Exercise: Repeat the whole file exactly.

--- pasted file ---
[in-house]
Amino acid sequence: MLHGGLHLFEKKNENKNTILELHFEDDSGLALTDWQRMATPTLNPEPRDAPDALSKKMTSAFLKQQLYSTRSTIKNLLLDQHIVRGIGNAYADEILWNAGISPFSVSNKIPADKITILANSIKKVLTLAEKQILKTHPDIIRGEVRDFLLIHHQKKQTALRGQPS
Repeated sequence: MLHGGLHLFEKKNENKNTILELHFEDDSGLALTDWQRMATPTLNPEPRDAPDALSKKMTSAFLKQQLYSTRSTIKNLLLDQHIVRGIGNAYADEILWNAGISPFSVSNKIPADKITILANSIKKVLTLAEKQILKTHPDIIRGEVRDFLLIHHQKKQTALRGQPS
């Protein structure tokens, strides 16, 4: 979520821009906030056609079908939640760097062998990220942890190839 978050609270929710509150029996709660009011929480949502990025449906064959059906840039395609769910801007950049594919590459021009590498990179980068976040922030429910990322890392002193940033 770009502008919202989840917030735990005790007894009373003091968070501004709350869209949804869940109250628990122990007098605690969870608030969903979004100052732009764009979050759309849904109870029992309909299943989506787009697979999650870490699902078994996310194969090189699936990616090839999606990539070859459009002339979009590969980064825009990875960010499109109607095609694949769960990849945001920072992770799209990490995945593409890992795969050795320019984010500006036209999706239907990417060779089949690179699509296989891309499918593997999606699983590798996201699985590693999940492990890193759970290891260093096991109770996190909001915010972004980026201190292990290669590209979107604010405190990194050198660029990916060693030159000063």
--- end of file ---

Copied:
[in-house]
Amino acid sequence: MLHGGLHLFEKKNENKNTILELHFEDDSGLALTDWQRMATPTLNPEPRDAPDALSKKMTSAFLKQQLYSTRSTIKNLLLDQHIVRGIGNAYADEILWNAGISPFSVSNKIPADKITILANSIKKVLTLAEKQILKTHPDIIRGEVRDFLLIHHQKKQTALRGQPS
Repeated sequence: MLHGGLHLFEKKNENKNTILELHFEDDSGLALTDWQRMATPTLNPEPRDAPDALSKKMTSAFLKQQLYSTRSTIKNLLLDQHIVRGIGNAYADEILWNAGISPFSVSNKIPADKITILANSIKKVLTLAEKQILKTHPDIIRGEVRDFLLIHHQKKQTALRGQPS
């Protein structure tokens, strides 16, 4: 979520821009906030056609079908939640760097062998990220942890190839 978050609270929710509150029996709660009011929480949502990025449906064959059906840039395609769910801007950049594919590459021009590498990179980068976040922030429910990322890392002193940033 770009502008919202989840917030735990005790007894009373003091968070501004709350869209949804869940109250628990122990007098605690969870608030969903979004100052732009764009979050759309849904109870029992309909299943989506787009697979999650870490699902078994996310194969090189699936990616090839999606990539070859459009002339979009590969980064825009990875960010499109109607095609694949769960990849945001920072992770799209990490995945593409890992795969050795320019984010500006036209999706239907990417060779089949690179699509296989891309499918593997999606699983590798996201699985590693999940492990890193759970290891260093096991109770996190909001915010972004980026201190292990290669590209979107604010405190990194050198660029990916060693030159000063």